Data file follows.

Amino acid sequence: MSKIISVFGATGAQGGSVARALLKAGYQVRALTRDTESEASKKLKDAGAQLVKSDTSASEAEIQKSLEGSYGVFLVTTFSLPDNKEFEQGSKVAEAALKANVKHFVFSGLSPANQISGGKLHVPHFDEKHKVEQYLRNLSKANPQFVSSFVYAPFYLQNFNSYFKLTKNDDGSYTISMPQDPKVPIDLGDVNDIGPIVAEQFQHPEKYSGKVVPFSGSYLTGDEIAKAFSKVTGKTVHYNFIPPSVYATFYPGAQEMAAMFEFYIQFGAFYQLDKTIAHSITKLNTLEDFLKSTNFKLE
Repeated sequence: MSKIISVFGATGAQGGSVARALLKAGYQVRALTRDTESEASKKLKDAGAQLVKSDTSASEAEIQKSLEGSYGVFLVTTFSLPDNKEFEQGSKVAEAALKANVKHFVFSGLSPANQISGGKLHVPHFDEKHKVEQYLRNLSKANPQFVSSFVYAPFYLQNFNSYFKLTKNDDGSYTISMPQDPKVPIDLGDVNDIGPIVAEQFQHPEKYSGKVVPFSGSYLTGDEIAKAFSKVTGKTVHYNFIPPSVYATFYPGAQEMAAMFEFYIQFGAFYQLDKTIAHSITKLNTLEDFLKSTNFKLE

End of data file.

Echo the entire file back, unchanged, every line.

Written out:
Amino acid sequence: MSKIISVFGATGAQGGSVARALLKAGYQVRALTRDTESEASKKLKDAGAQLVKSDTSASEAEIQKSLEGSYGVFLVTTFSLPDNKEFEQGSKVAEAALKANVKHFVFSGLSPANQISGGKLHVPHFDEKHKVEQYLRNLSKANPQFVSSFVYAPFYLQNFNSYFKLTKNDDGSYTISMPQDPKVPIDLGDVNDIGPIVAEQFQHPEKYSGKVVPFSGSYLTGDEIAKAFSKVTGKTVHYNFIPPSVYATFYPGAQEMAAMFEFYIQFGAFYQLDKTIAHSITKLNTLEDFLKSTNFKLE
Repeated sequence: MSKIISVFGATGAQGGSVARALLKAGYQVRALTRDTESEASKKLKDAGAQLVKSDTSASEAEIQKSLEGSYGVFLVTTFSLPDNKEFEQGSKVAEAALKANVKHFVFSGLSPANQISGGKLHVPHFDEKHKVEQYLRNLSKANPQFVSSFVYAPFYLQNFNSYFKLTKNDDGSYTISMPQDPKVPIDLGDVNDIGPIVAEQFQHPEKYSGKVVPFSGSYLTGDEIAKAFSKVTGKTVHYNFIPPSVYATFYPGAQEMAAMFEFYIQFGAFYQLDKTIAHSITKLNTLEDFLKSTNFKLE